A Scorecard for Indexed Government Debt

65 Pages Posted: 3 Aug 1998 Last revised: 9 Oct 2022

See all articles by John Y. Campbell

John Y. Campbell

Harvard University - Department of Economics; National Bureau of Economic Research (NBER)

Robert J. Shiller

Yale University - Cowles Foundation; National Bureau of Economic Research (NBER); Yale University - International Center for Finance

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Date Written: May 1996

Abstract

Within the last five years, Canada, Sweden and New Zealand have joined the ranks of the United Kingdom and other countries in issuing government bonds that are indexed to inflation. Some observers of the experience in these countries have argued that the United States should follow suit. This paper provides an overview of the issues surrounding debt indexation, and it tries to answer three empirical questions about indexed debt. First, how different would the returns on indexed bonds be from the returns on existing US debt instruments? Second, how would indexed bonds affect the government's average financing costs? Third, how might the Federal Reserve be able to use the information contained in the prices of indexed bonds to help formulate monetary policy? The paper concludes with a more speculative discussion of the possible consequences of increased use of indexed debt contracts by the private sector.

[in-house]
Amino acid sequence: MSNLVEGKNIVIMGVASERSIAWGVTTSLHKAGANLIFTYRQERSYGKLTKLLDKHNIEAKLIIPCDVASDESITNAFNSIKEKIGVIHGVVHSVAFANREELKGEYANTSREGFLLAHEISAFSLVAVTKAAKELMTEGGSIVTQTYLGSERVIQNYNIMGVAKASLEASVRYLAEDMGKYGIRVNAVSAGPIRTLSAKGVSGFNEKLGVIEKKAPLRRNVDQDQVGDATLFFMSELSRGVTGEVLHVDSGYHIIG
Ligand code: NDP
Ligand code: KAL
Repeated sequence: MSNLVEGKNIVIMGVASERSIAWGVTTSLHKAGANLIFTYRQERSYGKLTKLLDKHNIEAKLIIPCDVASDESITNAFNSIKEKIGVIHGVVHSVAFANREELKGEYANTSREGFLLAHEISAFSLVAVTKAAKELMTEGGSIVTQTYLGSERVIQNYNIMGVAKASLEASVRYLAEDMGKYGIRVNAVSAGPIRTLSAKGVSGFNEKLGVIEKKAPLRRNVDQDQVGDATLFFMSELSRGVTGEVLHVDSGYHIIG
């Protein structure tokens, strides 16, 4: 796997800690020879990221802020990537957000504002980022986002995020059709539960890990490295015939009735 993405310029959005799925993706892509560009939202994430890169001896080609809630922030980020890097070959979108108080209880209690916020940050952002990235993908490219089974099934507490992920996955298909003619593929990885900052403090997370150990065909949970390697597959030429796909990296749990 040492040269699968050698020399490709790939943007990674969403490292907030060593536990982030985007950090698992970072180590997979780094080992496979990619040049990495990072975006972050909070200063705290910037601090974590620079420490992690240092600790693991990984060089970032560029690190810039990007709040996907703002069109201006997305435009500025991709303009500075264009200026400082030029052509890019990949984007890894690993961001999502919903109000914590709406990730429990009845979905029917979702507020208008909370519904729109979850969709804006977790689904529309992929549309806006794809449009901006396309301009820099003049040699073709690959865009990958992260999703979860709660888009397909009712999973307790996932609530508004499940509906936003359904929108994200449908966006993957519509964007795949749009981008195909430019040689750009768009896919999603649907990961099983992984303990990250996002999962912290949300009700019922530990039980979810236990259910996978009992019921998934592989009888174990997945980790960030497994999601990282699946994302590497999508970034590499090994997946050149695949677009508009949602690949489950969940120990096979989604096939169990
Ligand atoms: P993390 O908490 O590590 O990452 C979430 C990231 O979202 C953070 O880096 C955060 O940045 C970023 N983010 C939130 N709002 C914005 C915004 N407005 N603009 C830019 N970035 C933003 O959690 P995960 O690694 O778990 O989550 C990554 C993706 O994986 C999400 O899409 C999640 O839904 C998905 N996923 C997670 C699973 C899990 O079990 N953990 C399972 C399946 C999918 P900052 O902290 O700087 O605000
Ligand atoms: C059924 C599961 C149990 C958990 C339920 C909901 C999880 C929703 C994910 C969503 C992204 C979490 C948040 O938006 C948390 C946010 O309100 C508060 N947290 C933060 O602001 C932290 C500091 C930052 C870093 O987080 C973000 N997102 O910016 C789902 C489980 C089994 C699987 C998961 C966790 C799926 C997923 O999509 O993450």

Suggested Citation

Campbell, John Y. and Shiller, Robert J., A Scorecard for Indexed Government Debt (May 1996). NBER Working Paper No. w5587, Available at SSRN: https://ssrn.com/abstract=3437

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Robert J. Shiller

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203-432-6167 (Fax)